An Instacart shopper in Washington D.C. prepares to fulfill a supermarket order | Photo by Evelyn Hockstein/For The Washington Post via Getty Images
Grocery delivery platform Instacart says it plans to add 250,000 new workers, is extending the sick pay period for shoppers with COVID-19, and is introducing new safety measures for workers, including an in-app wellness check. Instacart announced exactly a month ago it was adding 300,000 new shoppers to meet the huge demand for grocery delivery during the coronavirus pandemic. It’s part of a massive uptick in hiring for “essential businesses” that remain open despite widespread stay-at-home orders; Walmart said it would hire 150,000 new workers and Amazon said it was adding 100,000 new employees.
Instacart’s new “wellness check” is a questionnaire in its app that asks workers if they have negative symptoms. If workers say they aren’t feeling well, the company says they will be directed to contact their health care provider and stop working until they feel better.
The company previously had announced safety measures that included sourcing its own hand sanitizer and providing “safety kits” to any shopper who ordered one. Instacart said today it was making the safety kits available for order via the Instacart Shopper app, rather than the website shoppers had been using.
But as the company announces another massive expansion to its workforce, safety measures don’t seem to be going smoothly yet. On Saturday, Wired reported many shoppers were still waiting to receive the safety kits Instacart promised on April 2nd. According to shoppers Wired spoke with, the process to receive the kits was confusing and cumbersome, involving a glitchy website that left shoppers confused about what they would actually receive and when.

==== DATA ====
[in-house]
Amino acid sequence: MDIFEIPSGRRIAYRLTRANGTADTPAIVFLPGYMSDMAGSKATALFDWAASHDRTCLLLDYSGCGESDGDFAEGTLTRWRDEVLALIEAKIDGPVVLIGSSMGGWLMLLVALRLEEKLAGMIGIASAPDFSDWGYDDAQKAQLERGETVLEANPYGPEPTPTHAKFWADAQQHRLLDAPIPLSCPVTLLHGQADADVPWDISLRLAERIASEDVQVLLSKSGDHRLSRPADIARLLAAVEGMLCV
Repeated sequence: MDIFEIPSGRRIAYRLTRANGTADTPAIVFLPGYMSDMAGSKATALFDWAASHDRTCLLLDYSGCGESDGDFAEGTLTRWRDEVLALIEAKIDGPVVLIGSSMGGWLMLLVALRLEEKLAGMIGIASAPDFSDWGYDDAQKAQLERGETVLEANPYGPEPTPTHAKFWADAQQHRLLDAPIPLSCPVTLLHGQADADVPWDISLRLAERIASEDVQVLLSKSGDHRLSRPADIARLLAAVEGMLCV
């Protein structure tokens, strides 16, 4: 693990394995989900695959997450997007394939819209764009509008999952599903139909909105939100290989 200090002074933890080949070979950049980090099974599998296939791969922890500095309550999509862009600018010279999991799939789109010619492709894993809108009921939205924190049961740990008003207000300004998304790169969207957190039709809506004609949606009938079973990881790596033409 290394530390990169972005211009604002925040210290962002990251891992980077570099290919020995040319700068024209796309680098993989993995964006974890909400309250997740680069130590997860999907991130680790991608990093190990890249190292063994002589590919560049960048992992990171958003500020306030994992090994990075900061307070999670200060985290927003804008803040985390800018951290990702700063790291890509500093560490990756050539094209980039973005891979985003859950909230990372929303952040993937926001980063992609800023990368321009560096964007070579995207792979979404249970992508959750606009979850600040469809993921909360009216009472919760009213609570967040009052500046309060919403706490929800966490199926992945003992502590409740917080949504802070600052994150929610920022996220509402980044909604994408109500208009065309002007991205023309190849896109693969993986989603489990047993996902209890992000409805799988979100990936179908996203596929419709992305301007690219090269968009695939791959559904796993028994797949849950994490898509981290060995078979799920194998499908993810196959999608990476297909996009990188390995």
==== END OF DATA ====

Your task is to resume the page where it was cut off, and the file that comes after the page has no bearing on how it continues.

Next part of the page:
The company says it set up the ordering system so it could verify that people who order the kits are active shoppers, and says that shoppers have started receiving their kits over the past week.
Last month, Instacart shoppers, who are largely contract gig workers not eligible for benefits, said they would refuse new orders because they did not think the company had done enough to protect them during the COVID-19 outbreak. The shoppers wanted Instacart to provide protective gear such as hand sanitizer, add a $5-per-order hazard payment, and expand its sick leave policy. Instacart made its own hand sanitizer and announced any shopper could order it directly from the company. But shoppers said they were concerned for their health and that Instacart’s measures weren’t going far enough.
“Instacart has become an essential service for millions of families relying on us to help deliver their groceries and household goods in the wake of COVID-19,” Apoorva Mehta, founder and CEO of Instacart said in a statement emailed to The Verge today. “We’re committed to getting back to one-hour and same-day delivery speeds, and in order to do that, we’re continuing to grow our shopper community to meet the surge in customer demand.”
Instacart promised to offer up to 14 days of paid sick leave for workers diagnosed with or quarantining as a result of COVID-19, and said today it’s extending this benefit “for the duration of the COVID-19 crisis.”